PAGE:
Sony have at long last released their much anticipated NEX-FS100 Super 35mm NXCAM camcorder which has been designed to record video footage with shallow depth of field similar to that of a film camera.
The NEX-FS100 has a large CMOS sensor equivalent in size to that of Super35mm film, like that used in its bigger brother the PMW-F3. The NEX-FS100 also has a 35mm E-Mount interchangeable lens system that provides a wide variety of current and future E-mount lenses. This places the SONY camera firmly in battle with DSLR favorites such as the Canon D7. Although priced at an estimated £5000 (UK) the camera does appear to be very capable and produces stunning images.
The system creates AVCHD 1920x1080/50p @ 28Mbs onto a solid state device offering approx 10hrs worth of recording and can create SD material in an MPEG2 format. It will be interesting if this format and data rate is ratified by the BBC and Channel 4 for acceptable HD delivery as currently 50Mbs in the minimum.
In the single demo I have seen (see the link below) the material was edited on FCP having first been transcoded in ProRes and so not edited natively. As Avid currently does not support the AVCHD format natively we will have to wait for SONY to release an AMA plugin, but then it was Avid who actually implemented XDCam into its NLE range and not SONY so who knows. Media Composer 6?
For an in-depth review of the camera by Den from F-Stop Academy go here F-Stop Review
The official NEX-FS100 site can be found here...
Final Cut Pro – Apples high end NLE editing package - has been ‘stalled’ at version 7 for the last 2 years fuelling much speculation about the direction and future of the NLE Pro App, but would Apple really drop this flag ship product? We think not.
Final Cut Pro came from a purchase of Final Cut code from Macromedia (http://tiny.cc/e3z7n) and not surprisingly the man behind Adobe Premiere and Final Cut - Randy Ubillos - was brought on board by Apple to take the product forward to the product we have come to know today. But as Apple has stormed forward with OSX, a lot of FCP’s core code is not true 64bit but rather old Carbon code and not the desired Cocoa. This is where the system is felt to be weak and is crying out for attention by the massive user base.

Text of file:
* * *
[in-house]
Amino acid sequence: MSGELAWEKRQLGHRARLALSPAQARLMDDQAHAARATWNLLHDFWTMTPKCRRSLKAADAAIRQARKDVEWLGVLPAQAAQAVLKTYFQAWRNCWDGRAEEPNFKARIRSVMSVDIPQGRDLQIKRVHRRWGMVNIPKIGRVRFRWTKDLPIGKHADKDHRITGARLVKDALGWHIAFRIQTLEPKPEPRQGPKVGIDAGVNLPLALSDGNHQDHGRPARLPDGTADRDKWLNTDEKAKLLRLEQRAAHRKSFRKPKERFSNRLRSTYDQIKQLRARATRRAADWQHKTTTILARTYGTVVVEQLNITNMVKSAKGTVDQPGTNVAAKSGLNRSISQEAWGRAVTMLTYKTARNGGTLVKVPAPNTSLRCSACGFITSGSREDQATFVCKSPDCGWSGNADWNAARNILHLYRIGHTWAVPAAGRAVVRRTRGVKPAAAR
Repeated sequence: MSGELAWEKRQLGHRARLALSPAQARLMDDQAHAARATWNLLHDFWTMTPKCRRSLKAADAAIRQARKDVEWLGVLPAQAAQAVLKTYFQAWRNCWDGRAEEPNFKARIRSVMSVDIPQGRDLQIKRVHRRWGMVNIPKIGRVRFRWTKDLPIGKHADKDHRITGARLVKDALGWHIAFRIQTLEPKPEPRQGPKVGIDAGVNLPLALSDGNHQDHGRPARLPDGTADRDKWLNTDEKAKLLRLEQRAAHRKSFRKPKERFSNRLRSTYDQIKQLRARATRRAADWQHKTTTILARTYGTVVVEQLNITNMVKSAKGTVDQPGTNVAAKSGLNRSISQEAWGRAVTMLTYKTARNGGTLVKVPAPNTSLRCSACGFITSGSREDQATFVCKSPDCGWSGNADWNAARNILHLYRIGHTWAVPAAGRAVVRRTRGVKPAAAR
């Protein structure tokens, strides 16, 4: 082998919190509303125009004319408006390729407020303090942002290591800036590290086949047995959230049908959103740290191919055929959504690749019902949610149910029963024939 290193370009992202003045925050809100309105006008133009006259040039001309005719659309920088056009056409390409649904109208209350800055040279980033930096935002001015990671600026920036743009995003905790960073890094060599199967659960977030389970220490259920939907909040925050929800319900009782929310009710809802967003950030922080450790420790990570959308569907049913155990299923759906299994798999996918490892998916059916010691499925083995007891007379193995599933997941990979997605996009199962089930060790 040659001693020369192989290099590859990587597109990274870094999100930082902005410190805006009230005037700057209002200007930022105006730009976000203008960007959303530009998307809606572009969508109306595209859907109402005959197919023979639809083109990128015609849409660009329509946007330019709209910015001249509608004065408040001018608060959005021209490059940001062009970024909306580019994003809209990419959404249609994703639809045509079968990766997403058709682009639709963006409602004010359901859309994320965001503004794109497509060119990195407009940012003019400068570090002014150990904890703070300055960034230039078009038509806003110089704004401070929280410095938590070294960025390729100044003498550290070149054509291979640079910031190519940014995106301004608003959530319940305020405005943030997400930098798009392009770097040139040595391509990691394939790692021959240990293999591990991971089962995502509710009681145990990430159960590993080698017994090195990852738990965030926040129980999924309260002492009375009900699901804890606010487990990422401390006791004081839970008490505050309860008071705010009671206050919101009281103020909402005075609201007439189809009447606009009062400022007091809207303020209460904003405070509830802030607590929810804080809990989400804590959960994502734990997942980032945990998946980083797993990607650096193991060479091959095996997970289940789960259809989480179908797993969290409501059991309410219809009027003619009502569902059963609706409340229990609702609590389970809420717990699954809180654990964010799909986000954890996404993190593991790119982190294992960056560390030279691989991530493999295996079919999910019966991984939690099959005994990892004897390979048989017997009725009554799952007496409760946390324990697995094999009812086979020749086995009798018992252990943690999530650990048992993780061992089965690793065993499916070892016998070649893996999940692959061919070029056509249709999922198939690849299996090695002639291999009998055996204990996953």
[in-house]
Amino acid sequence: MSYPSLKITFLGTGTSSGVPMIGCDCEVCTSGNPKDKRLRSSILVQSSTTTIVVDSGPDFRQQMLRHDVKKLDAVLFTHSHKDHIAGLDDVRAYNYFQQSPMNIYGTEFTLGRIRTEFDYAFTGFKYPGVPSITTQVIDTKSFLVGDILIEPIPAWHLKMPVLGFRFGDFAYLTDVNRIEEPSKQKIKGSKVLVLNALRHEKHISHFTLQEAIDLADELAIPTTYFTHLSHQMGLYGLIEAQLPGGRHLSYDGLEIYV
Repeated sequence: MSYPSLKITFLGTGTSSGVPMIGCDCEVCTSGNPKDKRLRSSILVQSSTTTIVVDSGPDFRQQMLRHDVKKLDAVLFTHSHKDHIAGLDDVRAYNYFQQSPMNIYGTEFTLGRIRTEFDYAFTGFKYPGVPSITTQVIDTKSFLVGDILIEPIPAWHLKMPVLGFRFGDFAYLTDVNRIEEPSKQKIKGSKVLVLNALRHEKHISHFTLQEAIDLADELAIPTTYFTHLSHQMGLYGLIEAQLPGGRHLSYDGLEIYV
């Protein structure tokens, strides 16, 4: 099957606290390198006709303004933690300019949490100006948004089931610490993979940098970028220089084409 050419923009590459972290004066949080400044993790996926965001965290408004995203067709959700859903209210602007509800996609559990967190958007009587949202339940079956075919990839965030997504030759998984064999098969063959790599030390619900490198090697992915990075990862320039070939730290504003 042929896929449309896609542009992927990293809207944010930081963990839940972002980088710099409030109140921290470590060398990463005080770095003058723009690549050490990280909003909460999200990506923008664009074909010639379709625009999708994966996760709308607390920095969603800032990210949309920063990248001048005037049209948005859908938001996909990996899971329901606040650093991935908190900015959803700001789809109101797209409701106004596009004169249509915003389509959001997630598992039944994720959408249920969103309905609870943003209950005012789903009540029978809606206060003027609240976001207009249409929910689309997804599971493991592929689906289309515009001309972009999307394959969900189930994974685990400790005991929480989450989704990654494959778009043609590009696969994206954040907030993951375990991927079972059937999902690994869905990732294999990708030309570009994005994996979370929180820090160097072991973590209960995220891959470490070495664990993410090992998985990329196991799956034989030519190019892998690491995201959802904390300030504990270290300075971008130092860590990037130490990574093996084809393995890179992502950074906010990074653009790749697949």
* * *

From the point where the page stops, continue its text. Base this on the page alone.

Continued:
In 2007 Randy Ubillos was redirected to develop and streamline iMovie08 and in turn the iLife product line. This move fuelled the rumours that the ever decreasing MAC OSX Pro Apps team (now massively over shadowed by the iOS project) was being run down in developing the Pro Apps that people were becoming so reliant on (BBC especially investing heavily in the application.) Interestingly its reported on varying sites that FCP holds about 64% of the US market and Avid a mere 22%, but figures for the UK/Europe would appear to be hard to come by.
It is now becoming apparent that Apple is redeveloping the application with Randy Ubillos back at the helm, and recoding for a complete 64bit app, but in this coding process its worth noting that Apple now feels that the application has had a swing in both platform (more and more systems now being used on laptops rather than workstations) and user type (pro-sumer and home users becoming more and more common than out and out professionals, which is bore out by the high sales of Final Cut Express) With the likes of Thunderbolt (http://www.apple.com/thunderbolt) being common place on the latest Mac books this can only fuel speculation for this shift in standard working platform for FCP. What is interesting is that the latest FCP is rumored to have support for 4K playback, improved media management which perhaps are not tools demanded by Apples envisaged user base.
What ever happen I’m sure it’ll be interesting and possibly controversial.